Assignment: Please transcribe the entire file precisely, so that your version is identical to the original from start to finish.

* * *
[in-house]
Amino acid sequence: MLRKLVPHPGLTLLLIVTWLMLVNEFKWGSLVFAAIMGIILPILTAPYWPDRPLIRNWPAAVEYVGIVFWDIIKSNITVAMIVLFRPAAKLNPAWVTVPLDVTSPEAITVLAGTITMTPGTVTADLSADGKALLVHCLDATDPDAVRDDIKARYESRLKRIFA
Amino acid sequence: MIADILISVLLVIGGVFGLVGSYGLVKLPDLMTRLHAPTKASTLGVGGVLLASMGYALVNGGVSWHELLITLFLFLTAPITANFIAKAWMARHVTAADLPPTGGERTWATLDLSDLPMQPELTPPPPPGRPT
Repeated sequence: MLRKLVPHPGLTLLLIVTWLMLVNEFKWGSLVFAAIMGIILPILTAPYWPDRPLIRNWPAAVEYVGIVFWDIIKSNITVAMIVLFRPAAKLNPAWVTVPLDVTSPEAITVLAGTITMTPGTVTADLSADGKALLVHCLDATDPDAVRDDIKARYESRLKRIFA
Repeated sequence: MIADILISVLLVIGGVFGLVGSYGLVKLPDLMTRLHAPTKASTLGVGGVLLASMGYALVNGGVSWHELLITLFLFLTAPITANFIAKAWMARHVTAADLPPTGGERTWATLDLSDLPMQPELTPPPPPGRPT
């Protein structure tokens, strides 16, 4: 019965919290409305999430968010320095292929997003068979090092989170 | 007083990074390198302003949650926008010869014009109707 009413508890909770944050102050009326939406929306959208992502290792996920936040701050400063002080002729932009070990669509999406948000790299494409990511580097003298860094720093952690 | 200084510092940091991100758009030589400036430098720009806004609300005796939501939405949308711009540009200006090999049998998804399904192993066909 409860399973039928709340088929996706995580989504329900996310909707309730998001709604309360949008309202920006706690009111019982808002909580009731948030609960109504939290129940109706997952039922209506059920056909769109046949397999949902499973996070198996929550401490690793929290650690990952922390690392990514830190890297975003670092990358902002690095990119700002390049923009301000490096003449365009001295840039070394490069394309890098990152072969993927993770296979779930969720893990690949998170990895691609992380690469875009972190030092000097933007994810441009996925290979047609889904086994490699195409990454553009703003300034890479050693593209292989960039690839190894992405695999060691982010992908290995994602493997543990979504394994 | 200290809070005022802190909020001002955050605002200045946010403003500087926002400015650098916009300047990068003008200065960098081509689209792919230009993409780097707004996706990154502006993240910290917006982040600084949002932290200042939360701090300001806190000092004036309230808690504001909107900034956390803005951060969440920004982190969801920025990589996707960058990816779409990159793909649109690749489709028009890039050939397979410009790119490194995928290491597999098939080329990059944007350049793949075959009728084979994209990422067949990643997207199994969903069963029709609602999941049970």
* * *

[in-house]
Amino acid sequence: MLRKLVPHPGLTLLLIVTWLMLVNEFKWGSLVFAAIMGIILPILTAPYWPDRPLIRNWPAAVEYVGIVFWDIIKSNITVAMIVLFRPAAKLNPAWVTVPLDVTSPEAITVLAGTITMTPGTVTADLSADGKALLVHCLDATDPDAVRDDIKARYESRLKRIFA
Amino acid sequence: MIADILISVLLVIGGVFGLVGSYGLVKLPDLMTRLHAPTKASTLGVGGVLLASMGYALVNGGVSWHELLITLFLFLTAPITANFIAKAWMARHVTAADLPPTGGERTWATLDLSDLPMQPELTPPPPPGRPT
Repeated sequence: MLRKLVPHPGLTLLLIVTWLMLVNEFKWGSLVFAAIMGIILPILTAPYWPDRPLIRNWPAAVEYVGIVFWDIIKSNITVAMIVLFRPAAKLNPAWVTVPLDVTSPEAITVLAGTITMTPGTVTADLSADGKALLVHCLDATDPDAVRDDIKARYESRLKRIFA
Repeated sequence: MIADILISVLLVIGGVFGLVGSYGLVKLPDLMTRLHAPTKASTLGVGGVLLASMGYALVNGGVSWHELLITLFLFLTAPITANFIAKAWMARHVTAADLPPTGGERTWATLDLSDLPMQPELTPPPPPGRPT
């Protein structure tokens, strides 16, 4: 019965919290409305999430968010320095292929997003068979090092989170 | 007083990074390198302003949650926008010869014009109707 009413508890909770944050102050009326939406929306959208992502290792996920936040701050400063002080002729932009070990669509999406948000790299494409990511580097003298860094720093952690 | 200084510092940091991100758009030589400036430098720009806004609300005796939501939405949308711009540009200006090999049998998804399904192993066909 409860399973039928709340088929996706995580989504329900996310909707309730998001709604309360949008309202920006706690009111019982808002909580009731948030609960109504939290129940109706997952039922209506059920056909769109046949397999949902499973996070198996929550401490690793929290650690990952922390690392990514830190890297975003670092990358902002690095990119700002390049923009301000490096003449365009001295840039070394490069394309890098990152072969993927993770296979779930969720893990690949998170990895691609992380690469875009972190030092000097933007994810441009996925290979047609889904086994490699195409990454553009703003300034890479050693593209292989960039690839190894992405695999060691982010992908290995994602493997543990979504394994 | 200290809070005022802190909020001002955050605002200045946010403003500087926002400015650098916009300047990068003008200065960098081509689209792919230009993409780097707004996706990154502006993240910290917006982040600084949002932290200042939360701090300001806190000092004036309230808690504001909107900034956390803005951060969440920004982190969801920025990589996707960058990816779409990159793909649109690749489709028009890039050939397979410009790119490194995928290491597999098939080329990059944007350049793949075959009728084979994209990422067949990643997207199994969903069963029709609602999941049970």